"Students were eager to use iPad functionality as a collaborative tool in their case-based and self-directed learning, critical pathways in our integrated curriculum," Debra Rand associate dean and director for health sciences libraries, told TechNewsWorld. "This grant-funded pilot study provided us with usage trends and the opportunity to obtain significant real-time feedback from students and faculty that will guide us in our future planning."
How iPad Scored
The results of the 12-week pilot study were overwhelmingly positive from students and faculty alike. Students and faculty listed the iPad's top strengths as portability, ease of accessing materials, and the note-taking and annotation capabilities. The top weaknesses noted by study participants were a "difficult to use" onscreen keyboard and the inability to use Flash content. Further, participants noted that the vendor feature allowing the purchase of chapters rather than an entire textbook was not useful.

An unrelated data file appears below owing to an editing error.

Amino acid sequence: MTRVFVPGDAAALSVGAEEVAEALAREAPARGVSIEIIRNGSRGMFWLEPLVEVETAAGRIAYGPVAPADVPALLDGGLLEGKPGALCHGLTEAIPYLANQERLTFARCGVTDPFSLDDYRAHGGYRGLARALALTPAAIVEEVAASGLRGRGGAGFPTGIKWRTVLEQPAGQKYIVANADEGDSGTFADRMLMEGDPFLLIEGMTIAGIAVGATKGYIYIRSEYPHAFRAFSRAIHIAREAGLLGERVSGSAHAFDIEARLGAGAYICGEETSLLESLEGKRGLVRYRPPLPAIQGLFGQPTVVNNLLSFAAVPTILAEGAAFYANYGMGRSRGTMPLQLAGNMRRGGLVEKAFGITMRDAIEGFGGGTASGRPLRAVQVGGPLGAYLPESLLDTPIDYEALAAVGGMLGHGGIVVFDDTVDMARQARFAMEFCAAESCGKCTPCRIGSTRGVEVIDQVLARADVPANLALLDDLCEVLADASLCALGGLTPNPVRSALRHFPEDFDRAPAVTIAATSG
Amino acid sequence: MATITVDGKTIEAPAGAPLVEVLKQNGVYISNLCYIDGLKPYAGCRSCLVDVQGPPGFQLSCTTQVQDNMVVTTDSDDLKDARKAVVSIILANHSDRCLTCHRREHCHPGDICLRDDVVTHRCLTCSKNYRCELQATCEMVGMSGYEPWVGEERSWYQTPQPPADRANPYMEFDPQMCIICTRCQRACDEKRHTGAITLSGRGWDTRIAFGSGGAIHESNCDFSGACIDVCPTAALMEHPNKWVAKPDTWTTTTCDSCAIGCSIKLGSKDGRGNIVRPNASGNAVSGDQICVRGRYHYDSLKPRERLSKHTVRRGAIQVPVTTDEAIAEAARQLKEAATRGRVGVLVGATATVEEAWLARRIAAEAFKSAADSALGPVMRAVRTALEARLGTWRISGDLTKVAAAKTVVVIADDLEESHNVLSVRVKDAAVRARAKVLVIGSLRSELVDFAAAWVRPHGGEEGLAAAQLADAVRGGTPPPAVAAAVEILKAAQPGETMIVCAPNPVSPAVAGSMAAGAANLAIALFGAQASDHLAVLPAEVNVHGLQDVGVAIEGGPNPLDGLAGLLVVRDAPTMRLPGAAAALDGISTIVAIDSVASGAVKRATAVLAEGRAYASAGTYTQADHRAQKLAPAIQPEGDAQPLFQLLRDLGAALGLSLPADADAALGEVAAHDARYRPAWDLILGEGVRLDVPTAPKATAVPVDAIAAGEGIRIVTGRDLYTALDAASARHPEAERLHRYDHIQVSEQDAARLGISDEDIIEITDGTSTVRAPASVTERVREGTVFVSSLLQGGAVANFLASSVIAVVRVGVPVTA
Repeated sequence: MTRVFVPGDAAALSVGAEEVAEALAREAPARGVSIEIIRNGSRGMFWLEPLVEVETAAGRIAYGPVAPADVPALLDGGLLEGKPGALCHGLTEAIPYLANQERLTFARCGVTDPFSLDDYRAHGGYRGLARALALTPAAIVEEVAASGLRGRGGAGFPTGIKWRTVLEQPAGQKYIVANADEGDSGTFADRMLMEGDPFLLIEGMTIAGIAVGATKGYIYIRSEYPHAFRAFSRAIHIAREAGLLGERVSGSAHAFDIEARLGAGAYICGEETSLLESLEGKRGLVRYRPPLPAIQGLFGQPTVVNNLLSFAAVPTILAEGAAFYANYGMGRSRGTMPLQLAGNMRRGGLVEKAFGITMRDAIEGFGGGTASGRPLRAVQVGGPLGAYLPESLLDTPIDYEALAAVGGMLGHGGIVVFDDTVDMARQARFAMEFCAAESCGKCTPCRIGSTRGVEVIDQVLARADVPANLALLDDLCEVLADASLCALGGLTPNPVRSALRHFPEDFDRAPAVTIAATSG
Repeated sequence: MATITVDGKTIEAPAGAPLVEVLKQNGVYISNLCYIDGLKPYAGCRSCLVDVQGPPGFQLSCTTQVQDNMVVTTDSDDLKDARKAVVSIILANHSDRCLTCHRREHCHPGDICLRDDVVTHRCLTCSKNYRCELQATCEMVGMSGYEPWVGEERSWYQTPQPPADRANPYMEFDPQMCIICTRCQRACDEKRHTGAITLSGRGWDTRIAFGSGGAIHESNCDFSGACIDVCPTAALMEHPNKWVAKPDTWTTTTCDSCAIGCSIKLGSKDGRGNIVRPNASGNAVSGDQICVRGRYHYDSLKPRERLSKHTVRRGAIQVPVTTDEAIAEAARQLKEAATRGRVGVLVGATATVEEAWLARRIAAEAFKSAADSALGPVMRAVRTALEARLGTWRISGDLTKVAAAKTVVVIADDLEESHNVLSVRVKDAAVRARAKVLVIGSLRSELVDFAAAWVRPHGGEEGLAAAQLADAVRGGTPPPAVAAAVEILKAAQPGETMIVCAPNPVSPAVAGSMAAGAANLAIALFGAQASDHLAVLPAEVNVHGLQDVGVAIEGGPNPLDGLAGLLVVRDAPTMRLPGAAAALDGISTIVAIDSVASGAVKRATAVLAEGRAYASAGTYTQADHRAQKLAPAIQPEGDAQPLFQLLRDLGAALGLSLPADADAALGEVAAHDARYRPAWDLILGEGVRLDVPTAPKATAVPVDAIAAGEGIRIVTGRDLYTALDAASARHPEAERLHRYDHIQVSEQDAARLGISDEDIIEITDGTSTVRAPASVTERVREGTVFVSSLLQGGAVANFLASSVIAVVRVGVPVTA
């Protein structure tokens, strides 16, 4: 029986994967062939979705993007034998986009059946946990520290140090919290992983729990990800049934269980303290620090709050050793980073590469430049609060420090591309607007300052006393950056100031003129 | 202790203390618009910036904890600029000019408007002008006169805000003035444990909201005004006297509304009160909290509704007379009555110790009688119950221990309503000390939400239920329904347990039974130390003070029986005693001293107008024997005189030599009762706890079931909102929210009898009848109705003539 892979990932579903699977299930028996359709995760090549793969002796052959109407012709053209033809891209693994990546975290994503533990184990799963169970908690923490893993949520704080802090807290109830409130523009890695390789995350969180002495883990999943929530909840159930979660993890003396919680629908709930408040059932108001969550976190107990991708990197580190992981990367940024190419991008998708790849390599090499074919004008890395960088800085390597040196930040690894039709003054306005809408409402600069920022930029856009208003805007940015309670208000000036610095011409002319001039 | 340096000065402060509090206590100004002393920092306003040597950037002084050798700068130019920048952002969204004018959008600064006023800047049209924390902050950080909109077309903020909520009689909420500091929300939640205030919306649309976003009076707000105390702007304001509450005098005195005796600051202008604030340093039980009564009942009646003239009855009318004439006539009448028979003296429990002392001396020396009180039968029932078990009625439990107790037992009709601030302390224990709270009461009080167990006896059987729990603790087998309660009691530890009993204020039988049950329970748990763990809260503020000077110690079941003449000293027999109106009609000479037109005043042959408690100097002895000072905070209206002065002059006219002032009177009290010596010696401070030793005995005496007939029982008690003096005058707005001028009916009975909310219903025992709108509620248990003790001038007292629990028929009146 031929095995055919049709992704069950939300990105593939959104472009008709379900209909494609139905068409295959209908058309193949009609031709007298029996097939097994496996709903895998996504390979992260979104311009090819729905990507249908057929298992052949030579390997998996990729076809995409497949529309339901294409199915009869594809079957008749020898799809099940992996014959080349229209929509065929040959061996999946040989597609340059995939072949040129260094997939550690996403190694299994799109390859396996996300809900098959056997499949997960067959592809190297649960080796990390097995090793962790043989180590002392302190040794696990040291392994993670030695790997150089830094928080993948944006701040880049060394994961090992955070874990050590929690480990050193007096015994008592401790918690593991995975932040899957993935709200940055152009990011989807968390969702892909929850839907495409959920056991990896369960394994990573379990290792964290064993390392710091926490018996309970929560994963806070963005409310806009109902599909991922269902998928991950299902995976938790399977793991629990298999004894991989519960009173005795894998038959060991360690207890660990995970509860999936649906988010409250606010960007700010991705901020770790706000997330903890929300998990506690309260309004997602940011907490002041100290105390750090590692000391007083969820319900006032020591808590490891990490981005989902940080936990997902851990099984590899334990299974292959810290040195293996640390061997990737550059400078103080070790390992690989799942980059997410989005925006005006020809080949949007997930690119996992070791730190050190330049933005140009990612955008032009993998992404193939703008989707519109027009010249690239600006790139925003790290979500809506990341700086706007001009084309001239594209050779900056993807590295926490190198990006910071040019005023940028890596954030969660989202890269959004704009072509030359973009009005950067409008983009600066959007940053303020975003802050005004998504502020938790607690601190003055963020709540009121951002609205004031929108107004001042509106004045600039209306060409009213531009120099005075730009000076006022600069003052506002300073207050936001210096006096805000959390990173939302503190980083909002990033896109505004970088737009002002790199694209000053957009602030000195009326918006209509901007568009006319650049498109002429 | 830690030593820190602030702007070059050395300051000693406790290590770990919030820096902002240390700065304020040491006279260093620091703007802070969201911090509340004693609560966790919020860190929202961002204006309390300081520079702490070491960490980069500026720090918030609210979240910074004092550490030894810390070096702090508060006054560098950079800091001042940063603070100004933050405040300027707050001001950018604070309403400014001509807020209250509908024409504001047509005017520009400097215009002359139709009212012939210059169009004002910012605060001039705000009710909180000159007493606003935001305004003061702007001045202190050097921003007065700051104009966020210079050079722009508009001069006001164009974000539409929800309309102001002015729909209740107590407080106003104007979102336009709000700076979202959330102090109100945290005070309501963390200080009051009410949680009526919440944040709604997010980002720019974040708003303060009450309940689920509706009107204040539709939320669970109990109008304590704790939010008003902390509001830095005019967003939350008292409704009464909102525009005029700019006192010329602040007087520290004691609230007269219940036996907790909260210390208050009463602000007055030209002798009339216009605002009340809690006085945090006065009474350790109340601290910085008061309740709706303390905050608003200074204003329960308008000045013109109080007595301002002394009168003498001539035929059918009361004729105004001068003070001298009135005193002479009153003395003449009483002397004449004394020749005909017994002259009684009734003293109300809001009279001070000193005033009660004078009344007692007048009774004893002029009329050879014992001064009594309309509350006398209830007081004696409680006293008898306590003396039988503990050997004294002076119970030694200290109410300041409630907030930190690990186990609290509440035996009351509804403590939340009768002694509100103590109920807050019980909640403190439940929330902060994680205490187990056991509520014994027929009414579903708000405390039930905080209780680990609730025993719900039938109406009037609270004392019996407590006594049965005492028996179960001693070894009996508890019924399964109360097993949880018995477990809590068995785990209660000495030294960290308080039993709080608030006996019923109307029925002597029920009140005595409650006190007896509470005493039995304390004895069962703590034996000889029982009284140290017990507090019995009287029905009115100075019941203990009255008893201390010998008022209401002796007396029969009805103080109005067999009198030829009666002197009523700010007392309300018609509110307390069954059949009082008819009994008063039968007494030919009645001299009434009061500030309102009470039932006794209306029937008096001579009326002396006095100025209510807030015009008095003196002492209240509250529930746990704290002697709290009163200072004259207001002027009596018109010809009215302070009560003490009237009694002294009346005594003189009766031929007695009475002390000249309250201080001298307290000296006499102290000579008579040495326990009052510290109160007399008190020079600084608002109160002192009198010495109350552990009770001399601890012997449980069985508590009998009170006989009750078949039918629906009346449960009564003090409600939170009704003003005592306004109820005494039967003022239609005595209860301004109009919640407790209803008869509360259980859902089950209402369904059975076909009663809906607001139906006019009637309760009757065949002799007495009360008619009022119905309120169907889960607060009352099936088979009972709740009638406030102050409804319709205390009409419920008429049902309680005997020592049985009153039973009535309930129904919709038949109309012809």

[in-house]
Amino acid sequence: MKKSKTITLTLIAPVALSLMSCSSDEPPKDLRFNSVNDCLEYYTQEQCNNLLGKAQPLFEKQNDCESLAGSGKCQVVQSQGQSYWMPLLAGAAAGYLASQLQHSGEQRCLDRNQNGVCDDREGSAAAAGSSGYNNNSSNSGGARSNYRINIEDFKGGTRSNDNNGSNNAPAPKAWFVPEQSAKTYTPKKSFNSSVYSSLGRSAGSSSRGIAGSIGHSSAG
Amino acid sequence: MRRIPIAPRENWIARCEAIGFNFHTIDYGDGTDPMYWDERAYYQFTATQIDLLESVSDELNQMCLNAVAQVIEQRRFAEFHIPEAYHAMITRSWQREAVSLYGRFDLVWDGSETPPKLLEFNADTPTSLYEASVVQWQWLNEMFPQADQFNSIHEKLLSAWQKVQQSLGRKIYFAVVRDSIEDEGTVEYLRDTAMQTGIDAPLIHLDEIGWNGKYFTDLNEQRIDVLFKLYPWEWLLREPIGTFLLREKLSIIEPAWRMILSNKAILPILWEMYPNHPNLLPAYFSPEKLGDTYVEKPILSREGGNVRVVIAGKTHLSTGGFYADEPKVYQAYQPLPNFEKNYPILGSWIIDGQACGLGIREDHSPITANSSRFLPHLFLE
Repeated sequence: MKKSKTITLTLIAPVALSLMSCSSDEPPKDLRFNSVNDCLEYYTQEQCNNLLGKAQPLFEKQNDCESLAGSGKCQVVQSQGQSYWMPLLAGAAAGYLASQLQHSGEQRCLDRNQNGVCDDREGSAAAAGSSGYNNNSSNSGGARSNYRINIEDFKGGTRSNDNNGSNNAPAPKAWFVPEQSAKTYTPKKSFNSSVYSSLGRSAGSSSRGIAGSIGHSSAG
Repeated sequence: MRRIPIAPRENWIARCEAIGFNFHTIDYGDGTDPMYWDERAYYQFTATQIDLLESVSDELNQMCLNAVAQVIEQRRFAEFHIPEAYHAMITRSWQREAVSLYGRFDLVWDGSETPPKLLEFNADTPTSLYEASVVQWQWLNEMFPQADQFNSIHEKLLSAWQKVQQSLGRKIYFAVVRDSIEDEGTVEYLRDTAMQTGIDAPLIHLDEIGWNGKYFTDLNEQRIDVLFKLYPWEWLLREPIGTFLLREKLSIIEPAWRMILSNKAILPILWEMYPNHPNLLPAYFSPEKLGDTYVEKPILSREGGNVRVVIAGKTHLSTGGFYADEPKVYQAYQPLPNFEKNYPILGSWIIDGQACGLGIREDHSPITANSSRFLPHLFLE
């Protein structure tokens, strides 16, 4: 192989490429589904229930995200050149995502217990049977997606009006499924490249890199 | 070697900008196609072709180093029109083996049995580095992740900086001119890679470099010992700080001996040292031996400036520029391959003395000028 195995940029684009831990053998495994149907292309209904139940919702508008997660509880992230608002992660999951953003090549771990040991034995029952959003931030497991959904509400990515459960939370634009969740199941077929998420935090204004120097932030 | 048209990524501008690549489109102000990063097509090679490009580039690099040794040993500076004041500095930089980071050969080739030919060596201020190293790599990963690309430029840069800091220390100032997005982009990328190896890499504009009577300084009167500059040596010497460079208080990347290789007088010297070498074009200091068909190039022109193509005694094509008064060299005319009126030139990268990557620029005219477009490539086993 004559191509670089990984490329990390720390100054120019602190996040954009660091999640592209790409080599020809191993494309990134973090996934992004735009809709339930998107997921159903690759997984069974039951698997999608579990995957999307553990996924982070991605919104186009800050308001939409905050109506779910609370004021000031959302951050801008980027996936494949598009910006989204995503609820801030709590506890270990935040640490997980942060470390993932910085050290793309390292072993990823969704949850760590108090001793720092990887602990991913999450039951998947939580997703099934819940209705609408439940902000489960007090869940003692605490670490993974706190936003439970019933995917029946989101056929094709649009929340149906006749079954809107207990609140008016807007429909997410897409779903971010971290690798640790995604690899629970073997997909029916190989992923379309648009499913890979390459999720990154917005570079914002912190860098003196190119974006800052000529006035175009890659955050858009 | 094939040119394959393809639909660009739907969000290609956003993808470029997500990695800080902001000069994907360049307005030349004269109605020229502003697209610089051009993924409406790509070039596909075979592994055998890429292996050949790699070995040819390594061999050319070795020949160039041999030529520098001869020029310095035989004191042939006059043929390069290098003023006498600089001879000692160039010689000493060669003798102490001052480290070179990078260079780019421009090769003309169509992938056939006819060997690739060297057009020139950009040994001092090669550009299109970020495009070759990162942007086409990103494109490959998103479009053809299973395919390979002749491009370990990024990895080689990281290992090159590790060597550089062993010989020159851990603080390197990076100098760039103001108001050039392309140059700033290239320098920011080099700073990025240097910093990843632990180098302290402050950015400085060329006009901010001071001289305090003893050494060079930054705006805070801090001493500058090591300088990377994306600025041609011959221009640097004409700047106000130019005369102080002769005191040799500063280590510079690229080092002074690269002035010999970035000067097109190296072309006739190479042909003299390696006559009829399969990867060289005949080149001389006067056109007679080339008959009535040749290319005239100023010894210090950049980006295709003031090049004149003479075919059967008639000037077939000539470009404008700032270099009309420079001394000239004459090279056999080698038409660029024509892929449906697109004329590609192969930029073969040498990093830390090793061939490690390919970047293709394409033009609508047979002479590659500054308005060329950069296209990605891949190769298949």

The iPads were loaded with partial content of medical textbooks required in the school's curriculum -- some 20 chapters from five different textbooks for the purpose of this study. But most study participants said they preferred access to entire textbooks for reference purposes.
"Having access to textbooks and notes on the iPad facilitated productivity -- not only in the classroom, but also on subway and train commutes," Crystal Kyaw, one of the students who won a free iPad at the end of the Hofstra study, told TechNewsWorld. "Its sleek profile made it easy to carry and allowed me to access references in a nonobtrusive and convenient manner during meetings as well."
But using iPads in medical school is not only beneficial to learning the material -- it's also preparation for real-world use in medical fields, a fact that further distances Apple from its e-textbook and tablet competitors.
"We're looking at a significant change in how doctors say they use and want to use virtual technology," said Bill Reinstein, president and CEO of MedData Group, "and the results of the survey point to wider adoption and more meaningful use of online training anytime, anywhere."
As to whether Apple will force med schools and doctors to use content that Apple provides or will be open to procuring content as the schools and physicians dictate is yet to be seen.